The iconography of the Battle of Anghiari, the famous clash in 1440 between the Republic of Florence and Milanese soldiers under Visconti, is at the centre of the exhibition in the town of Anghiari, near Arezzo, running from September 1 to January 12, 2020.
The exhibition at the Museum della Battaglia e di Anghiari will dedicate special attention to the portraiture commissioned by Cosimo I de’ Medici and is part of the celebrations for the 500th anniversary of the death of Leonardo da Vinci.
The lost fresco by the Renaissance genius is renowned, depicting the Battle of Anghiari: Leonardo began painting it on a wall in the Salone dei Cinquecento in Florence’s Palazzo Vecchio in 1503 but he never finished it because he employed the wrong method. It would seem that the painting was too large, so the colours weren’t able to dry on the wall: Leonardo abandoned the project and the last traces of it were probably covered by Giorgio Vasari’s frescoes.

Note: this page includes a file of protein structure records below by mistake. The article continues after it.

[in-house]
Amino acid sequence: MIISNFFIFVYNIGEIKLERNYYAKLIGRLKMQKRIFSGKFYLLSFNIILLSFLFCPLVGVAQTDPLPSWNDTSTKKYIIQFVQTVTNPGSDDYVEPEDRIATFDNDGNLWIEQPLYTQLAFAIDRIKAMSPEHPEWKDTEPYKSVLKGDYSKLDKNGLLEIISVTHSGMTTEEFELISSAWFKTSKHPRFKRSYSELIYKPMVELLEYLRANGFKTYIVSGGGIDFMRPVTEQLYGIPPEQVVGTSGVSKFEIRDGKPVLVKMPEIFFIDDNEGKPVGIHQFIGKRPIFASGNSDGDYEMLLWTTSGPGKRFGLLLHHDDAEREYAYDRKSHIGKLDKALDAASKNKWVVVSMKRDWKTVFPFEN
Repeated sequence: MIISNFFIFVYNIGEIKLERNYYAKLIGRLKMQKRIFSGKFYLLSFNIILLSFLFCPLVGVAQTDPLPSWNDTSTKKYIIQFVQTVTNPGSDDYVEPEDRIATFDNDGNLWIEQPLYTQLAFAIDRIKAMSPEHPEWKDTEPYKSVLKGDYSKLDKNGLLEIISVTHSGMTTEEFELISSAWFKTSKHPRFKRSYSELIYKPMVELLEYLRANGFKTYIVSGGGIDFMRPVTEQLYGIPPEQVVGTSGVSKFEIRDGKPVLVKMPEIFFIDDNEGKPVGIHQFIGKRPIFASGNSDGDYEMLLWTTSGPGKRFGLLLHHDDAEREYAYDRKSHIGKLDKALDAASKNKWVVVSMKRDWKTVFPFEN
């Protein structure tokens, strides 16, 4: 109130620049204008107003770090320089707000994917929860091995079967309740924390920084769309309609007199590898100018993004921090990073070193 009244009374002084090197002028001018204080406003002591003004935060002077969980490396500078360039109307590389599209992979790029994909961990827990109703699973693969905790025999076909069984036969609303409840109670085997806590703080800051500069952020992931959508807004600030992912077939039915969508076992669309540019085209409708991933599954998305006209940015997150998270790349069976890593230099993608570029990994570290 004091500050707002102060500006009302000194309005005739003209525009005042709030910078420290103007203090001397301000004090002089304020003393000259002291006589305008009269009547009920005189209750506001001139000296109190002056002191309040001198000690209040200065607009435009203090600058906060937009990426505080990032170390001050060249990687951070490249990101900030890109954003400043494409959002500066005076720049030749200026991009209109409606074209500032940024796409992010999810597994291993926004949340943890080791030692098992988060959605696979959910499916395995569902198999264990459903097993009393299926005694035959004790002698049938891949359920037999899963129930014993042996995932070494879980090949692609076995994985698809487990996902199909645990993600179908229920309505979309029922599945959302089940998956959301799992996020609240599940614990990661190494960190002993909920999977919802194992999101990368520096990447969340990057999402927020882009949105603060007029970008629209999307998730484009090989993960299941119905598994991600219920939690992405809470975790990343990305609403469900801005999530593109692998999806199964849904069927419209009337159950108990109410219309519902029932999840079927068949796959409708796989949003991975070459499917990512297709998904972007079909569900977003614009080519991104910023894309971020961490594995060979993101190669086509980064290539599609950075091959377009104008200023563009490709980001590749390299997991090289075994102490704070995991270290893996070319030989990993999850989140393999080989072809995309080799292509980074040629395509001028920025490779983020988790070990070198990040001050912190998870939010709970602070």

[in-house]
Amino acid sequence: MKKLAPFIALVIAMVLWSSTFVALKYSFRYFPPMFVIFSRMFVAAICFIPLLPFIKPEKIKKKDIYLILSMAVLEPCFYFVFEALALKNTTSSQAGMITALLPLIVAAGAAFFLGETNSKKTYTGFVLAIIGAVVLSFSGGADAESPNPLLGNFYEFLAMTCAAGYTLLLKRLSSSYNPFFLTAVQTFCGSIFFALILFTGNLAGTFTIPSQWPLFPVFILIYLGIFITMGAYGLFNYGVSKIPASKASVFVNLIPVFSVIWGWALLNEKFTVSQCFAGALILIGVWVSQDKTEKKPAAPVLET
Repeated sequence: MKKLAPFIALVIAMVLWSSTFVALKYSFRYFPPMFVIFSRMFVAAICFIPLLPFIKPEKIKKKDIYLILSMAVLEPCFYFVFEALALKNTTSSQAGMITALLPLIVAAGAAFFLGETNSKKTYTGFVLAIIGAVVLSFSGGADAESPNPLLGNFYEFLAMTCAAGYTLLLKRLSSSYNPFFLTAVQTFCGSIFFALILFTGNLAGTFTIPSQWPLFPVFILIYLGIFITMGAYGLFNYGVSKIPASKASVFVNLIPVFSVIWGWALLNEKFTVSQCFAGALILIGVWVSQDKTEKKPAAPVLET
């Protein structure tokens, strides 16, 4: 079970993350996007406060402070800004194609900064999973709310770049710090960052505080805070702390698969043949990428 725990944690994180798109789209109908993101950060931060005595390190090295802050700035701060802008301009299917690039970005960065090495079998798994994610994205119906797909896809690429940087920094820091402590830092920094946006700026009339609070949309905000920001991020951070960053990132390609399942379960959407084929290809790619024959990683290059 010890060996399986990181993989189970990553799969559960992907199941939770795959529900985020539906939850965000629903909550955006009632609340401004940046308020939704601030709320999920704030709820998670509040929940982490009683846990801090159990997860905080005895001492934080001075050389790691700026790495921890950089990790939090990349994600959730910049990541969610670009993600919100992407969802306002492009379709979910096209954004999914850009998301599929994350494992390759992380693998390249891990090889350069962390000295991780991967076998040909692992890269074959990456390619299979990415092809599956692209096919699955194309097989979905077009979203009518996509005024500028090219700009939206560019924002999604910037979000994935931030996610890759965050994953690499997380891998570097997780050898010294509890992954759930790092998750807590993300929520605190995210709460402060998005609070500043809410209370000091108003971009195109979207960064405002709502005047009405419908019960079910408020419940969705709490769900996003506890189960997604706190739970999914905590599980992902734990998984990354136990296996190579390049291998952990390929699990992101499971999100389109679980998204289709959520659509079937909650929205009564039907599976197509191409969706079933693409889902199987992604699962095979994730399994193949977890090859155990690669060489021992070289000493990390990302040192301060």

The exhibition in Anghiari showcases several artworks that narrate one of the most prolific periods in European history, with the aim of highlighting human, political and historic achievements by the people related to the 15th-century battle. Two works concerning Leonardo da Vinci’s lost fresco complete the exhibition, the famous Tavola Doria from the Uffizi, thanks to a donation by the Tokyo Fuji Art Museum, and the monumental Fight for the Standard, conserved in the Museo Horne in Florence.